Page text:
When I was 16 I spent a month living with a wonderful family splat in the middle of France. The village where they spent their summers was tiny. Really tiny. It was composed of about 70 people, all of whom were related in some way or another, so, as an extraneous bit of DNA in their midst, it was hard to know what to do with myself or how to fit in.
Every night in this tiny village one of the families hosted a soiree, a party that usually started in the middle of the afternoon and went on well into the night, usually involving the cooking of a whole animal and the preparation of innumerable side dishes and desserts, and seemingly endless informal chatting and gossiping.
I tried to help the ladies with the cooking, but I just didn’t have the social graces or the patience to do that kind of meticulous artisanship and socializing every afternoon. So, not infrequently, I would sneak off to behind the barn where the men of the village would be gathered, drinking pastis and shooting revolvers at paper targets fluttering on a clothesline way in the distance.
Each time I watched I would beg my French surrogate father, whom we’ll call Monsieur Belleville, for a shot, and each time he would respond “Non Non Non, c’est pas pour des filles.” No, no, no, it’s not for girls.
Well, one day I couldn’t take the refusal any more. I said the most horrible thing I could have said to Monsieur Belleville, who happened to have been a high officer in the French army before his retirement. I said, “Monsieur, I understand why you don’t want me to take a shot. My last name is German, and everyone knows that the Germans shoot better than the French.”
At this my dear Monsieur Belleville blanched, shot me a horrified look, and handed me his revolver.
Somewhere in my calculations I somehow thought a mini-lesson would be involved, but after my rude ploy clearly that was not going to happen. Trembling, with no idea whether the gun was cocked or how to cock it, or how to hold it or anything, I shambled up to the shooting line, stuck my arm out toward the tiny targets in the distance, clamped my eyes shut, and squeezed the trigger.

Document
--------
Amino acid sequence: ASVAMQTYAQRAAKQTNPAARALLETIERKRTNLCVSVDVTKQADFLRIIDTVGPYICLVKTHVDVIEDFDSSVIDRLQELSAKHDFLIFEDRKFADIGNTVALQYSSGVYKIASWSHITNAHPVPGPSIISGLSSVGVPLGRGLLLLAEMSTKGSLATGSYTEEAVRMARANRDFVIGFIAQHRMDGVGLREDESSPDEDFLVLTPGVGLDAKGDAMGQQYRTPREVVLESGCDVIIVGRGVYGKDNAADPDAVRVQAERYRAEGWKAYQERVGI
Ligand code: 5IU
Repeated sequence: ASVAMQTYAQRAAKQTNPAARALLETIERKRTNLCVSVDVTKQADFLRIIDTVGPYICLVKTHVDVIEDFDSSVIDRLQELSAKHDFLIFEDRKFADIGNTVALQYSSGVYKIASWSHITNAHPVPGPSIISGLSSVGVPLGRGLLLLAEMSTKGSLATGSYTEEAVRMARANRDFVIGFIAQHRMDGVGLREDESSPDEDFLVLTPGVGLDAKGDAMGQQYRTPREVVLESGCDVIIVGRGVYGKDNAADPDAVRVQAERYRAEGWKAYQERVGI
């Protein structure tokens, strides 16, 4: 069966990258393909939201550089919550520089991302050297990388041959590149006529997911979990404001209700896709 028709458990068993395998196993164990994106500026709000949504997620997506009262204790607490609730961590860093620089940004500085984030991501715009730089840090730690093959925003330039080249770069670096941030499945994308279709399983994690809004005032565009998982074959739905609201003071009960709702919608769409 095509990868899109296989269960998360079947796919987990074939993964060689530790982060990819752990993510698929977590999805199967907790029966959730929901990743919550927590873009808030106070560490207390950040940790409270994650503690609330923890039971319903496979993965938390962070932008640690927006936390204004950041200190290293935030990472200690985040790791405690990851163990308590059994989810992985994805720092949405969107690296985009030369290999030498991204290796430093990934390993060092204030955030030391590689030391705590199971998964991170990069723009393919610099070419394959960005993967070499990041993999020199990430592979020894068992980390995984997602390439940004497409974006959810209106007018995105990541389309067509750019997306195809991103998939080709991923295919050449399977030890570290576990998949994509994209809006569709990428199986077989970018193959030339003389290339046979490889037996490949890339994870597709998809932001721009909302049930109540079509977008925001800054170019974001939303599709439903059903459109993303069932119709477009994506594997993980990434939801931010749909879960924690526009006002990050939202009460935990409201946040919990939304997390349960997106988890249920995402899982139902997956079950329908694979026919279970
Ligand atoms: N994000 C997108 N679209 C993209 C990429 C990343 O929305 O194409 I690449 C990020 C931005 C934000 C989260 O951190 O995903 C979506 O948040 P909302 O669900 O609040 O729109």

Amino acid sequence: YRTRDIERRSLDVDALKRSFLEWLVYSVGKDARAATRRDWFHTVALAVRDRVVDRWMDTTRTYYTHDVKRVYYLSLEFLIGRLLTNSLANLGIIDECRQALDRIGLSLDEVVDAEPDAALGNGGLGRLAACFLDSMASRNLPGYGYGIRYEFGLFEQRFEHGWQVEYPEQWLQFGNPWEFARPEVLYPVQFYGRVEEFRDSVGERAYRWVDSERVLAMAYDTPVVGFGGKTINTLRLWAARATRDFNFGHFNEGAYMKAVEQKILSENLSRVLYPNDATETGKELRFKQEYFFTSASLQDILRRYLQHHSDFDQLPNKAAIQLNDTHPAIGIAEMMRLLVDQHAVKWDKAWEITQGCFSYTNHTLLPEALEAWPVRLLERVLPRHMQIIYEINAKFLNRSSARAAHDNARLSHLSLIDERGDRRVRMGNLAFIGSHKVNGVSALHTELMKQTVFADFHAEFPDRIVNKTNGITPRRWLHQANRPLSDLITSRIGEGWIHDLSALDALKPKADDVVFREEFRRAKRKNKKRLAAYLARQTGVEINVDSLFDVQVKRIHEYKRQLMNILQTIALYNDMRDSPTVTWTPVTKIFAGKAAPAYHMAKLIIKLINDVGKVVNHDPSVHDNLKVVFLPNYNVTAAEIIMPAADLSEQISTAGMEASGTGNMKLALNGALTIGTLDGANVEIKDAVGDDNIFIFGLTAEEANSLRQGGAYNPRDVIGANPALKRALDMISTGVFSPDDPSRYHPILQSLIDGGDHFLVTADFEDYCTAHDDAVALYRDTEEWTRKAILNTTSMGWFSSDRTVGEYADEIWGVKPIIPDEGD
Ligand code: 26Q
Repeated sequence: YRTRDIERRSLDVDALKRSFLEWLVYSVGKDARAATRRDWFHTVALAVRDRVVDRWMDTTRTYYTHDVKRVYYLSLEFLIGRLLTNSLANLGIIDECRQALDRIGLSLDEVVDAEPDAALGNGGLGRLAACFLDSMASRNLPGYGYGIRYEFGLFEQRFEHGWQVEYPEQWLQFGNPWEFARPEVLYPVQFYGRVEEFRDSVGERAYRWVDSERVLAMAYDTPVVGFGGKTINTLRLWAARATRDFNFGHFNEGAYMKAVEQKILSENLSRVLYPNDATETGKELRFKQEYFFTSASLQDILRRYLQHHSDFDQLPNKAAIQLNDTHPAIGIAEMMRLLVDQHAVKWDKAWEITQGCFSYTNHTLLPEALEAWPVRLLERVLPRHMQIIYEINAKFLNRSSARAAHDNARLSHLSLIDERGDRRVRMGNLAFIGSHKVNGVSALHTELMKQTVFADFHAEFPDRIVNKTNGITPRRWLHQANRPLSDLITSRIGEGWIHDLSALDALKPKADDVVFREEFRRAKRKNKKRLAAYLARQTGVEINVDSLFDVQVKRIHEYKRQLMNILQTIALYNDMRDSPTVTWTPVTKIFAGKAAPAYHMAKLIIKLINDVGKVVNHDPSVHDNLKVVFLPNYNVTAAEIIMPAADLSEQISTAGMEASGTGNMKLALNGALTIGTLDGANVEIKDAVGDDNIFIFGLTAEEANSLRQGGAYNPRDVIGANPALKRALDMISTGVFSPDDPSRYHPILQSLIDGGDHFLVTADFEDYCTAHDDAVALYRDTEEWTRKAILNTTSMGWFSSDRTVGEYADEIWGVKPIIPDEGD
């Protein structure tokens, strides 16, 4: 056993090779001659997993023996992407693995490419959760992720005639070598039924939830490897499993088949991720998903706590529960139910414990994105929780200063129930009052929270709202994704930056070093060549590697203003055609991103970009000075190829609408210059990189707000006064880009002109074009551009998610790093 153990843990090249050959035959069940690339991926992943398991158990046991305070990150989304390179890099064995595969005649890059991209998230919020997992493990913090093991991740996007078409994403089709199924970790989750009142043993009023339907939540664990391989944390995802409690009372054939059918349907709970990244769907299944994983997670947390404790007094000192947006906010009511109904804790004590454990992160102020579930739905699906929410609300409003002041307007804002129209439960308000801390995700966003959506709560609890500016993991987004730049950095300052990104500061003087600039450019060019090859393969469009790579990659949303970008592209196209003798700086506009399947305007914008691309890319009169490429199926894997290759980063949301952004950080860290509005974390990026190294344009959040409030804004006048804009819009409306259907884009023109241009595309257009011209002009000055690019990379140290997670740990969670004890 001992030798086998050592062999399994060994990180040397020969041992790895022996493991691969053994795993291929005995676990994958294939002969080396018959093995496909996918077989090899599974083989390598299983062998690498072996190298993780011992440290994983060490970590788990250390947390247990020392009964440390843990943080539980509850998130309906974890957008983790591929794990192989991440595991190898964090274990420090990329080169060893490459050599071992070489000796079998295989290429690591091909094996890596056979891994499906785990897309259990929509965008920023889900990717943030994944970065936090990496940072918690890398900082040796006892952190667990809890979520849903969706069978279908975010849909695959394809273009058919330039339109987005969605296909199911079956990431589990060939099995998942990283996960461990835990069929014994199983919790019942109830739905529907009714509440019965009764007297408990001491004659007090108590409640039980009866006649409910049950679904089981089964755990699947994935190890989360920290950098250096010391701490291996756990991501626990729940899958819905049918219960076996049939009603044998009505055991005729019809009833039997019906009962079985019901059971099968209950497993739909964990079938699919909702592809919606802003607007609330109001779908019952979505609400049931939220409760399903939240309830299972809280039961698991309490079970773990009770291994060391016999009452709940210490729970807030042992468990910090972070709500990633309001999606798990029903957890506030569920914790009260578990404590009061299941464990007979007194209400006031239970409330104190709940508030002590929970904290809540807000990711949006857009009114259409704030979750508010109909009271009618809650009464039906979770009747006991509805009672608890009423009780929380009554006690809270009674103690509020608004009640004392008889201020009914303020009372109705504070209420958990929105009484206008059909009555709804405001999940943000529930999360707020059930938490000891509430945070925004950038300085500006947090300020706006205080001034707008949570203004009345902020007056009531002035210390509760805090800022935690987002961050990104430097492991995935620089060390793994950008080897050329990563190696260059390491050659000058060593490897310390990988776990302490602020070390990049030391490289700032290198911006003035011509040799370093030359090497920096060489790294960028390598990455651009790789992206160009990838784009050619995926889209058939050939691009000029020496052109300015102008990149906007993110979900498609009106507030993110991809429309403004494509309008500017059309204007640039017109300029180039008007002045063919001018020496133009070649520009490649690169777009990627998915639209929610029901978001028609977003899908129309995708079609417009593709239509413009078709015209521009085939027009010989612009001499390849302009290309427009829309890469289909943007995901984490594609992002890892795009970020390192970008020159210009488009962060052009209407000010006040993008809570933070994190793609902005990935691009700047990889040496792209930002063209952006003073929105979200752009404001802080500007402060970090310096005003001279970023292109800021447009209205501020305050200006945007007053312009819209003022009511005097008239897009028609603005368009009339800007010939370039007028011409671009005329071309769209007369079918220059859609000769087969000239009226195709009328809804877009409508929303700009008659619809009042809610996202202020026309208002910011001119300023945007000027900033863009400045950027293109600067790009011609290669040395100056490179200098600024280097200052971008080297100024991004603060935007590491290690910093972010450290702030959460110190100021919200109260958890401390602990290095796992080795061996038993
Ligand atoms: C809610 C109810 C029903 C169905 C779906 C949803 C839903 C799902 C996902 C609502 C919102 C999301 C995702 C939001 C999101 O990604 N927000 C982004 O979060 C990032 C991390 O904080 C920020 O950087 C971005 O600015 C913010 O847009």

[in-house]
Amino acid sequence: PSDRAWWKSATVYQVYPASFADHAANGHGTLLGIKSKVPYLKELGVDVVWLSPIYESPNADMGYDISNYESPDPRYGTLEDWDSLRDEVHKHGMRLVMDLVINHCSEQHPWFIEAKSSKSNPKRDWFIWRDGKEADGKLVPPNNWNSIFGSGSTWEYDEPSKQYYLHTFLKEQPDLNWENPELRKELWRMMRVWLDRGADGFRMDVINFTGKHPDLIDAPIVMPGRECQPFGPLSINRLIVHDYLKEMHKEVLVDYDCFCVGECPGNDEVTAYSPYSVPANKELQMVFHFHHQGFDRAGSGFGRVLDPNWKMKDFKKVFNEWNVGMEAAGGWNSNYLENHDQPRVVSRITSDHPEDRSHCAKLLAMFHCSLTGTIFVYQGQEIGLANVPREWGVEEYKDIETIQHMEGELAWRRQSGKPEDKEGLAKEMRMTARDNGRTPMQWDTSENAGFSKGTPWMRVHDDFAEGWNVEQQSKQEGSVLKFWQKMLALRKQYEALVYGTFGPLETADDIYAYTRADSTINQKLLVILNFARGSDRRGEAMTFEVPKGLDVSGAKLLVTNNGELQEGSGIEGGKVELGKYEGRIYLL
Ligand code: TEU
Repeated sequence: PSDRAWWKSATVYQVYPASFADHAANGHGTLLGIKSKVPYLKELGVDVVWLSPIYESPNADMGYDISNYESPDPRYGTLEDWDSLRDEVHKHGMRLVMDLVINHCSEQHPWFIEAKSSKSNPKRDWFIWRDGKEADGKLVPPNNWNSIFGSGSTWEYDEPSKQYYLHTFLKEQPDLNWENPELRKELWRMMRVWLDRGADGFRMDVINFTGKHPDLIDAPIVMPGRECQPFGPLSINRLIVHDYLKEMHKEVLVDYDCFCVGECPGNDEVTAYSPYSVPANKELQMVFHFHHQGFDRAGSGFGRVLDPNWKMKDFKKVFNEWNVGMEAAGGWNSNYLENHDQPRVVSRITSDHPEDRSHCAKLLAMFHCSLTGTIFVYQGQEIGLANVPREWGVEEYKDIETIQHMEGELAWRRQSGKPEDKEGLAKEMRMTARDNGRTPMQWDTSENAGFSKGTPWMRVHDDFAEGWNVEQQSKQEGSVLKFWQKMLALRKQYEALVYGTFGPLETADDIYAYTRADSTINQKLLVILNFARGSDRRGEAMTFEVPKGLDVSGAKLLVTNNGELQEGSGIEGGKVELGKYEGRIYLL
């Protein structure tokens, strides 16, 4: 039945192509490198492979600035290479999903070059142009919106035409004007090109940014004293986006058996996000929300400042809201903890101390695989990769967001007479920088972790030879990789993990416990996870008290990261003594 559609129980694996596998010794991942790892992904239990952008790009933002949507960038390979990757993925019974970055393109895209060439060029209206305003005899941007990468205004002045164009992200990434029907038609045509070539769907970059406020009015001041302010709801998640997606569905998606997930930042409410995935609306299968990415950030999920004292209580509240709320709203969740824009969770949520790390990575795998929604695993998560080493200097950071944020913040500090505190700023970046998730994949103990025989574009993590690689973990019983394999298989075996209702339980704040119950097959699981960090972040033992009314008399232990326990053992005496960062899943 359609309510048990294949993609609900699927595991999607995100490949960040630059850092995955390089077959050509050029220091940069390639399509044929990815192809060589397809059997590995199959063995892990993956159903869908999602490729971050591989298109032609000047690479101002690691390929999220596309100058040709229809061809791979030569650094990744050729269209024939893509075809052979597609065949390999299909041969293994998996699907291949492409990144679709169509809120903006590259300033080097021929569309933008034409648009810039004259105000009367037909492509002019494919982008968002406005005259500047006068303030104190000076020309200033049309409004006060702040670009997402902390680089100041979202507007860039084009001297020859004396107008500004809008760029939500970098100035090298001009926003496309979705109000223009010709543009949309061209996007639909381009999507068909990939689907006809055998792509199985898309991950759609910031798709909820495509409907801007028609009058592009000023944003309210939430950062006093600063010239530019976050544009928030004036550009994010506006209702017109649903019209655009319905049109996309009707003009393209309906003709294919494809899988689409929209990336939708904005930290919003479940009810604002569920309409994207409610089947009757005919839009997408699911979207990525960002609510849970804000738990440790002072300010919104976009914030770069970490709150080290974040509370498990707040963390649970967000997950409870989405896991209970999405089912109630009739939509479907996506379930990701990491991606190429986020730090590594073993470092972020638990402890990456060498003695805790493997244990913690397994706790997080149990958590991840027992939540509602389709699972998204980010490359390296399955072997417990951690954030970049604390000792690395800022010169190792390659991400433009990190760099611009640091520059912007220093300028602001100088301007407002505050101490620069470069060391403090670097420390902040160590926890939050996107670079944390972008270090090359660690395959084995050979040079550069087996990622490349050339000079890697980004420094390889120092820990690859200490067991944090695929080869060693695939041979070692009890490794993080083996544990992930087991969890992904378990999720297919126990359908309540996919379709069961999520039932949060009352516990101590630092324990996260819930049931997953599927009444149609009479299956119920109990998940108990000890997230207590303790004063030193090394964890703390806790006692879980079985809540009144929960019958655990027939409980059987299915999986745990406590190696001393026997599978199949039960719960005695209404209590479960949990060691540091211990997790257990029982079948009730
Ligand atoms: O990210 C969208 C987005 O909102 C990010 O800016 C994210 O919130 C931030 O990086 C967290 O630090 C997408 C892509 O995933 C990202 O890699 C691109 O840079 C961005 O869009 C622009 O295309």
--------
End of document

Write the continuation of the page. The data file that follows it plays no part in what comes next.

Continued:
For a second I thought the bullet had shot backwards and up my arm, so powerful was the recoil. My glasses flew off and I nearly dropped the gun to nurse my painful arm. I was mortified by my poor form. When I finally opened my eyes I saw the men looking very upset, signaling to one another.
One of them had grabbed the target paper and was running toward us. Only two shots that day had even made it onto the paper, no less the target itself. Mine was the one splat in the middle of the bullseye. Nobody could quite believe it, and those men were not liking this one bit.
“Prenez un autre!” Take another shot, they demanded. To which, in my inimitable teenage assholery I replied, “Messieurs, you offered me one shot and I took it. You insult me to suggest I would need another.” And with that I turned on my heel and headed back to the kitchen to resume the fine art of stuffing profiteroles, where the guns only shot pastry cream.